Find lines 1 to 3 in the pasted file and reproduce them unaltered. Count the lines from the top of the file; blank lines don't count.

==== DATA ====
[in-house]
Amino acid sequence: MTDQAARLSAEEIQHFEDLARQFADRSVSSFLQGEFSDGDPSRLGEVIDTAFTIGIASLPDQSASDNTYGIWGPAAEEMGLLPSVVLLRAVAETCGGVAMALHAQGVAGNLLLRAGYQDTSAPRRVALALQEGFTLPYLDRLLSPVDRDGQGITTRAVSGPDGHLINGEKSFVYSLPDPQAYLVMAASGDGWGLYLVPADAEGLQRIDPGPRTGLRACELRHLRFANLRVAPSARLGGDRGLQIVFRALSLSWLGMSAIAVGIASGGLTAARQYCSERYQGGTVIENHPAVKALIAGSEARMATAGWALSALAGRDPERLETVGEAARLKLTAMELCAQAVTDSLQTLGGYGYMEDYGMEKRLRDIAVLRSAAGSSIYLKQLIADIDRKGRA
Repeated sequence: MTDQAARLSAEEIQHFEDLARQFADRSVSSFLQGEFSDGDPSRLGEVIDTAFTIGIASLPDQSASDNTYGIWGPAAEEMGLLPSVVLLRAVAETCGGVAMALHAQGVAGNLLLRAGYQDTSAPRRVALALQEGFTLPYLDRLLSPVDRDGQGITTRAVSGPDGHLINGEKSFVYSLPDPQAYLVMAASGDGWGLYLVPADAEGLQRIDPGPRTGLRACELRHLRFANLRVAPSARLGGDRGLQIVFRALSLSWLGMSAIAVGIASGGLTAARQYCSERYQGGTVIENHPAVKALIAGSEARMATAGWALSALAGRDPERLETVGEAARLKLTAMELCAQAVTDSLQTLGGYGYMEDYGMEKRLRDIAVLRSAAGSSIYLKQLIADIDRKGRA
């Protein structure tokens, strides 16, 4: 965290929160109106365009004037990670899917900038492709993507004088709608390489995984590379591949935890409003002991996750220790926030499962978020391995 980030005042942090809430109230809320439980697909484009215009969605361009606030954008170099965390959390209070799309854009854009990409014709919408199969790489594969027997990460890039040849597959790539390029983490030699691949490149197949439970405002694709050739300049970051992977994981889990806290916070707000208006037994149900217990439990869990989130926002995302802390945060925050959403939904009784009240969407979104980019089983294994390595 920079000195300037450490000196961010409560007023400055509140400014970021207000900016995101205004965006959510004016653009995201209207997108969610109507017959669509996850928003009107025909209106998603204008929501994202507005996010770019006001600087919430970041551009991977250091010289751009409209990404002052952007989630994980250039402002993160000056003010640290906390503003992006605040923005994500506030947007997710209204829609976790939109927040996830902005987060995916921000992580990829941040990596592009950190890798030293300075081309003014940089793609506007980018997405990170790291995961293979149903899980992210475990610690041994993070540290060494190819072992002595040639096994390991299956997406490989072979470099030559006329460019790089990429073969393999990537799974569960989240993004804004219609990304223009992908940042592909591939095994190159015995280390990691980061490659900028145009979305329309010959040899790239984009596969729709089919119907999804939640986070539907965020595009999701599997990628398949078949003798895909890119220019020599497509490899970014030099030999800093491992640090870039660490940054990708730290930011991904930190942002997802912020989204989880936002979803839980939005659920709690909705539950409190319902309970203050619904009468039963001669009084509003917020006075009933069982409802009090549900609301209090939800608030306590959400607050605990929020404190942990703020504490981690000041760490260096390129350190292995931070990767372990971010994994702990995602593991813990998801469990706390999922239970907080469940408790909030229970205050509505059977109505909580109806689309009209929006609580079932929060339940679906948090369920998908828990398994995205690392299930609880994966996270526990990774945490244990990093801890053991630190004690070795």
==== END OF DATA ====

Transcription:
[in-house]
Amino acid sequence: MTDQAARLSAEEIQHFEDLARQFADRSVSSFLQGEFSDGDPSRLGEVIDTAFTIGIASLPDQSASDNTYGIWGPAAEEMGLLPSVVLLRAVAETCGGVAMALHAQGVAGNLLLRAGYQDTSAPRRVALALQEGFTLPYLDRLLSPVDRDGQGITTRAVSGPDGHLINGEKSFVYSLPDPQAYLVMAASGDGWGLYLVPADAEGLQRIDPGPRTGLRACELRHLRFANLRVAPSARLGGDRGLQIVFRALSLSWLGMSAIAVGIASGGLTAARQYCSERYQGGTVIENHPAVKALIAGSEARMATAGWALSALAGRDPERLETVGEAARLKLTAMELCAQAVTDSLQTLGGYGYMEDYGMEKRLRDIAVLRSAAGSSIYLKQLIADIDRKGRA
Repeated sequence: MTDQAARLSAEEIQHFEDLARQFADRSVSSFLQGEFSDGDPSRLGEVIDTAFTIGIASLPDQSASDNTYGIWGPAAEEMGLLPSVVLLRAVAETCGGVAMALHAQGVAGNLLLRAGYQDTSAPRRVALALQEGFTLPYLDRLLSPVDRDGQGITTRAVSGPDGHLINGEKSFVYSLPDPQAYLVMAASGDGWGLYLVPADAEGLQRIDPGPRTGLRACELRHLRFANLRVAPSARLGGDRGLQIVFRALSLSWLGMSAIAVGIASGGLTAARQYCSERYQGGTVIENHPAVKALIAGSEARMATAGWALSALAGRDPERLETVGEAARLKLTAMELCAQAVTDSLQTLGGYGYMEDYGMEKRLRDIAVLRSAAGSSIYLKQLIADIDRKGRA